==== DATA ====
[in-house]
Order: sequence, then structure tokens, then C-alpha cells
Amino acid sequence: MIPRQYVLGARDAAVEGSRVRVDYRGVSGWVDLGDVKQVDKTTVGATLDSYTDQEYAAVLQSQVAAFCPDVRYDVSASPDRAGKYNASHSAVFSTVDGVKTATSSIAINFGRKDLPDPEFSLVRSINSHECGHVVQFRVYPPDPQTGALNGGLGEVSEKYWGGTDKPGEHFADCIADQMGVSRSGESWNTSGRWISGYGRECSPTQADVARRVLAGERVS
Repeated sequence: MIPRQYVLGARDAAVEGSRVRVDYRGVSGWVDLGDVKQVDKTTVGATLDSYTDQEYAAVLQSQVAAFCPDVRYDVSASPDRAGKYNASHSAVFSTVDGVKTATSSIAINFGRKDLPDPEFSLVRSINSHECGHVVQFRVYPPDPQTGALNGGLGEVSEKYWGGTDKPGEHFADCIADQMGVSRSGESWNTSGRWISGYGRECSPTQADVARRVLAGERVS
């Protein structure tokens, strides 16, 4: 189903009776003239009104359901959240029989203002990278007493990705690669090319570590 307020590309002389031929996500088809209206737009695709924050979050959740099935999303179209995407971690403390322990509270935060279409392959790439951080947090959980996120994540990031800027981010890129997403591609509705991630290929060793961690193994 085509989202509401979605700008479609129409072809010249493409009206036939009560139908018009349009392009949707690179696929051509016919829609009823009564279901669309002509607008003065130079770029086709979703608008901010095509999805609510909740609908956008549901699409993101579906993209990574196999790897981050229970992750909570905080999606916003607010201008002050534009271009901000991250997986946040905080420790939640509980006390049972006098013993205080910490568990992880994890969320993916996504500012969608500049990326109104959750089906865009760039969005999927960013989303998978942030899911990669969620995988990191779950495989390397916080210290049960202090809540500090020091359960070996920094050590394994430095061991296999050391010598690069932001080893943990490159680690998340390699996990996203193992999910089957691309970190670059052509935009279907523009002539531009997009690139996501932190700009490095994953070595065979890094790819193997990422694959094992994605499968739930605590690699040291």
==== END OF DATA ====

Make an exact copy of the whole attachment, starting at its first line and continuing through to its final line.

[in-house]
Order: sequence, then structure tokens, then C-alpha cells
Amino acid sequence: MIPRQYVLGARDAAVEGSRVRVDYRGVSGWVDLGDVKQVDKTTVGATLDSYTDQEYAAVLQSQVAAFCPDVRYDVSASPDRAGKYNASHSAVFSTVDGVKTATSSIAINFGRKDLPDPEFSLVRSINSHECGHVVQFRVYPPDPQTGALNGGLGEVSEKYWGGTDKPGEHFADCIADQMGVSRSGESWNTSGRWISGYGRECSPTQADVARRVLAGERVS
Repeated sequence: MIPRQYVLGARDAAVEGSRVRVDYRGVSGWVDLGDVKQVDKTTVGATLDSYTDQEYAAVLQSQVAAFCPDVRYDVSASPDRAGKYNASHSAVFSTVDGVKTATSSIAINFGRKDLPDPEFSLVRSINSHECGHVVQFRVYPPDPQTGALNGGLGEVSEKYWGGTDKPGEHFADCIADQMGVSRSGESWNTSGRWISGYGRECSPTQADVARRVLAGERVS
């Protein structure tokens, strides 16, 4: 189903009776003239009104359901959240029989203002990278007493990705690669090319570590 307020590309002389031929996500088809209206737009695709924050979050959740099935999303179209995407971690403390322990509270935060279409392959790439951080947090959980996120994540990031800027981010890129997403591609509705991630290929060793961690193994 085509989202509401979605700008479609129409072809010249493409009206036939009560139908018009349009392009949707690179696929051509016919829609009823009564279901669309002509607008003065130079770029086709979703608008901010095509999805609510909740609908956008549901699409993101579906993209990574196999790897981050229970992750909570905080999606916003607010201008002050534009271009901000991250997986946040905080420790939640509980006390049972006098013993205080910490568990992880994890969320993916996504500012969608500049990326109104959750089906865009760039969005999927960013989303998978942030899911990669969620995988990191779950495989390397916080210290049960202090809540500090020091359960070996920094050590394994430095061991296999050391010598690069932001080893943990490159680690998340390699996990996203193992999910089957691309970190670059052509935009279907523009002539531009997009690139996501932190700009490095994953070595065979890094790819193997990422694959094992994605499968739930605590690699040291």